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Thursday, September 5, 2019

5 SEPTEMBER 1977: VOYAGER 1 LAUNCHES!

by @sciencemug

Today, in 1977, NASA probe Voyager 1 launches from Kennedy Space Center.
Its twin Voyager 2 launches before it, on August the 20th 1977, but Voyager 1 is "1" 'cause it's going to reach Jupiter and Saturn first.

42 years later these two probes-grannies are still alive and kicking... In the interstellar space!

Indeed Voyager 1 becomes the first piece of humanity to reach interstellar space on August 2013, followed by Voyager 2 on November 2018!

Saturday, August 10, 2019

HAPPY B-DAY ASPIRIN!

Ooooh, hello dear English speaking-reading-hearing listener, welcome back to me, @sciencemug, the blog/podcast/twitter&instagram accounts which tells you science stories while thinking of opening an agency for nape models and ant-sitters, aaand which talks to you thanks to the voice kidnapped via a voodoo-wireless trick, from a veeery very very dumb dude.
Aaand which does all of this in Eng?ish, a language that is to proper English what a sidereal leap on carbon sequestration technology is to something less than vital to your species as right now.
 

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Today is the birthday of a tablet of which about 50 billion are swallowed each year worldwide (1). So today I will tell you the story of its genesis. Of the birth of Aspirin.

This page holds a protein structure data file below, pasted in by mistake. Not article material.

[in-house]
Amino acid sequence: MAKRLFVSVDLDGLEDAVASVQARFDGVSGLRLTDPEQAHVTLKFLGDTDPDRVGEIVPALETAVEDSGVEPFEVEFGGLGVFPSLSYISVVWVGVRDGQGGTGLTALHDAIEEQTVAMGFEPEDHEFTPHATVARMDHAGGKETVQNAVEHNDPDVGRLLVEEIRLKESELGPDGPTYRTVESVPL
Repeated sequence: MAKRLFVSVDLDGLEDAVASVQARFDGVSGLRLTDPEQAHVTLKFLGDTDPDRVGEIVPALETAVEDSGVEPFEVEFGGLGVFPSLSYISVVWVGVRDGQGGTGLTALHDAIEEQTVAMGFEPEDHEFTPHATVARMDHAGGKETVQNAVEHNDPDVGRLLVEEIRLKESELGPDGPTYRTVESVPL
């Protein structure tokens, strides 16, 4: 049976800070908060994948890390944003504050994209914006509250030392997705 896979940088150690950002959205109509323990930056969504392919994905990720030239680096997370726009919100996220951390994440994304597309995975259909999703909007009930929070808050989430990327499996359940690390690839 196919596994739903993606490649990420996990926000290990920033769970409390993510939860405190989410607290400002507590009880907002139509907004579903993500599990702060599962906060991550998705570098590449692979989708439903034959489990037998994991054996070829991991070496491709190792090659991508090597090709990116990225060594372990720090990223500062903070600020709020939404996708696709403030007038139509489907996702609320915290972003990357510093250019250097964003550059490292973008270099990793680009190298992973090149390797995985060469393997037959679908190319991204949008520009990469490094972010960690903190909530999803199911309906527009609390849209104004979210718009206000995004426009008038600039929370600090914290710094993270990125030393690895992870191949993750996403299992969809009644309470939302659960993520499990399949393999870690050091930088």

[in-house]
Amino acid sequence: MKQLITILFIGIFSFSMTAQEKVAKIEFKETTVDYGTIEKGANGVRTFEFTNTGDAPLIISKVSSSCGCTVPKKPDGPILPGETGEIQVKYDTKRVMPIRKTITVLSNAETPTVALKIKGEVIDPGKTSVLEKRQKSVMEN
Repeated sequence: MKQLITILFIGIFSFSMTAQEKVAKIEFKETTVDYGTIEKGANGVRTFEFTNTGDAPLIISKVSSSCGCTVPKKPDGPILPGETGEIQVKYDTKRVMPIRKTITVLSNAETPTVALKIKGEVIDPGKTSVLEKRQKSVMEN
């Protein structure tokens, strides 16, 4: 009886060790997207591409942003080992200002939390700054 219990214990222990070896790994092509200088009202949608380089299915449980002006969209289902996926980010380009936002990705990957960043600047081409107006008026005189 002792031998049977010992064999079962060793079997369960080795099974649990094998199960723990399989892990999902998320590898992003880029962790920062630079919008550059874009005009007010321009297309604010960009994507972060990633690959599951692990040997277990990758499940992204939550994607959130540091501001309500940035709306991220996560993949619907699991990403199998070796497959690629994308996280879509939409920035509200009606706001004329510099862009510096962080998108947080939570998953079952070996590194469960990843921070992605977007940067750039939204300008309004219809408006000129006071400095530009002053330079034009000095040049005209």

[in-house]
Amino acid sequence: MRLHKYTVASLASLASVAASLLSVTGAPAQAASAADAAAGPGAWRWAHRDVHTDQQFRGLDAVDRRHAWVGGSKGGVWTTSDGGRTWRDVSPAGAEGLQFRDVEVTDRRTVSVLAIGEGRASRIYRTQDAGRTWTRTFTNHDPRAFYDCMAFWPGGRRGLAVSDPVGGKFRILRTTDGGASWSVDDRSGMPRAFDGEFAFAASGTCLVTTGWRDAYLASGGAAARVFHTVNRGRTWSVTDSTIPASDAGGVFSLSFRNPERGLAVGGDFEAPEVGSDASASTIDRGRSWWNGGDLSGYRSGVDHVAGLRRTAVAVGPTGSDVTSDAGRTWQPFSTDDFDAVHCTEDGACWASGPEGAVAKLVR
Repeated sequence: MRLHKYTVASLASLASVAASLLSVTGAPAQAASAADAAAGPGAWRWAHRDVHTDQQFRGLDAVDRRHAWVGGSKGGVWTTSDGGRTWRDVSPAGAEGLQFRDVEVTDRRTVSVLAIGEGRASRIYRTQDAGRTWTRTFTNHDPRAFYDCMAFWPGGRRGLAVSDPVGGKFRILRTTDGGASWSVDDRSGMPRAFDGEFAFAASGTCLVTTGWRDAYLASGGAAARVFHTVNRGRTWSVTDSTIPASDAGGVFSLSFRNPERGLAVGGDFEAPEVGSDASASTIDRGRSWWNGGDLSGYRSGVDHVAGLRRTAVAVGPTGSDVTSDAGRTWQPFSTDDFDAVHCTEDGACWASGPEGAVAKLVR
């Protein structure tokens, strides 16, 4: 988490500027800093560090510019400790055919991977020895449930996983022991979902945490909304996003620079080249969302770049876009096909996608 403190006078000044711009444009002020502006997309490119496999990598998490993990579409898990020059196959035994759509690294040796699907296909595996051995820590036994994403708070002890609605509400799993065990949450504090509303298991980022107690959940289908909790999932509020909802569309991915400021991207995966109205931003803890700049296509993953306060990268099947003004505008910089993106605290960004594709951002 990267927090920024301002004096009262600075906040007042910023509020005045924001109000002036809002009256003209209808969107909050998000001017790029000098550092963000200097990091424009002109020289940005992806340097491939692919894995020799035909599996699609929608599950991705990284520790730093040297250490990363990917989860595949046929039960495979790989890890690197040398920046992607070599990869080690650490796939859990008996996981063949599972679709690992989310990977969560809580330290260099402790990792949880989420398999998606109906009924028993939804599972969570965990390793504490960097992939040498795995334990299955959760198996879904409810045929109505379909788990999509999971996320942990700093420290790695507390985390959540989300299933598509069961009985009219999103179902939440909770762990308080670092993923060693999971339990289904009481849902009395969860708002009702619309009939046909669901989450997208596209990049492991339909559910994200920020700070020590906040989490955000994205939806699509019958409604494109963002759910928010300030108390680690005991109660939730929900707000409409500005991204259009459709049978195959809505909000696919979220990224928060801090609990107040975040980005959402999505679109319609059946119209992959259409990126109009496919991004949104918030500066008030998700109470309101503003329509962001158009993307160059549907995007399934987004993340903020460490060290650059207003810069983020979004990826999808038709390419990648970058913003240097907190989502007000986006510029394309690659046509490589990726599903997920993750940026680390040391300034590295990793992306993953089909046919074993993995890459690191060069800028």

Aspirin 3D
Aspirin 3D pic is a Public Domain image adapted by @sciencemug (source: wikia.com)

Aspirin is acetylsalicylic acid.

Well, to be more precise, “Aspirin is the first commercial name of a medication which active principle is acetylsalicylic acid.
Aspirin is first put on the market by Bayer in 1899 (P), but “the first sample of pure acetylsalicylic acid [is prepared] on 10 August 1897” (P) by Doctor Felix Hoffmann, a “chemist in the pharmaceutical laboratory of the [then] German dye manufacturer Friedrich Bayer & Co in Elberfeld” (P).

The official story goes that Hoffman’s dad suffers from rheumatism, and asks his chemistry savvy son to create something better than the medicine he is presently taking, the sodium salicycate, since that drug has heavy side effects such as gastric irritation, nausea and tinnitus (which is the annoying ringing ear) (P).
Felix, then, consults “the chemical literature[, comes] across the synthesis of acetylsalicylic acid(P), and, as above stated, makes it.

So this is what it is on the matter, and it’s all based on the account of “a footnote in a history of chemical engineering(P) written in 1934 by Albrecht Schmidt, “a chemist [...] retired from IG Farbenindustrie—the organization into which F Bayer & Co had been incorporated in 1925(P).

Felix Hoffmann
Felix Hoffmann pic is a Public Domain image adapted by @sciencemug (source: wikia.com)

The actual facts, however, are

Thursday, February 14, 2019

ROSES CHOCOLATES & VALENTINE'S DAY